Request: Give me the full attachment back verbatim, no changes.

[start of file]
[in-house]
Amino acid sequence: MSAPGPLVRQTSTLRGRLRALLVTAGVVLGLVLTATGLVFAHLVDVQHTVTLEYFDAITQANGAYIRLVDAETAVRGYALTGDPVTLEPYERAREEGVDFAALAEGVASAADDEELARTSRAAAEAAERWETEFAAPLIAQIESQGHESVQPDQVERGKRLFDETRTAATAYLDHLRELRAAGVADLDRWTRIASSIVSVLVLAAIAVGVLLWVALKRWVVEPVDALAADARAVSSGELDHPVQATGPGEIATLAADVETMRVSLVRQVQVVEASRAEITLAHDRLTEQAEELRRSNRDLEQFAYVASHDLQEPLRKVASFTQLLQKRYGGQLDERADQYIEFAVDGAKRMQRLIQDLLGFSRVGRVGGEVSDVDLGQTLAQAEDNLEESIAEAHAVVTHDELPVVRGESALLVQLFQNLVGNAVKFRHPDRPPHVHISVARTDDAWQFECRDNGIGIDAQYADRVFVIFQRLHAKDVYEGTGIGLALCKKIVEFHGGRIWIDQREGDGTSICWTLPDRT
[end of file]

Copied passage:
[in-house]
Amino acid sequence: MSAPGPLVRQTSTLRGRLRALLVTAGVVLGLVLTATGLVFAHLVDVQHTVTLEYFDAITQANGAYIRLVDAETAVRGYALTGDPVTLEPYERAREEGVDFAALAEGVASAADDEELARTSRAAAEAAERWETEFAAPLIAQIESQGHESVQPDQVERGKRLFDETRTAATAYLDHLRELRAAGVADLDRWTRIASSIVSVLVLAAIAVGVLLWVALKRWVVEPVDALAADARAVSSGELDHPVQATGPGEIATLAADVETMRVSLVRQVQVVEASRAEITLAHDRLTEQAEELRRSNRDLEQFAYVASHDLQEPLRKVASFTQLLQKRYGGQLDERADQYIEFAVDGAKRMQRLIQDLLGFSRVGRVGGEVSDVDLGQTLAQAEDNLEESIAEAHAVVTHDELPVVRGESALLVQLFQNLVGNAVKFRHPDRPPHVHISVARTDDAWQFECRDNGIGIDAQYADRVFVIFQRLHAKDVYEGTGIGLALCKKIVEFHGGRIWIDQREGDGTSICWTLPDRT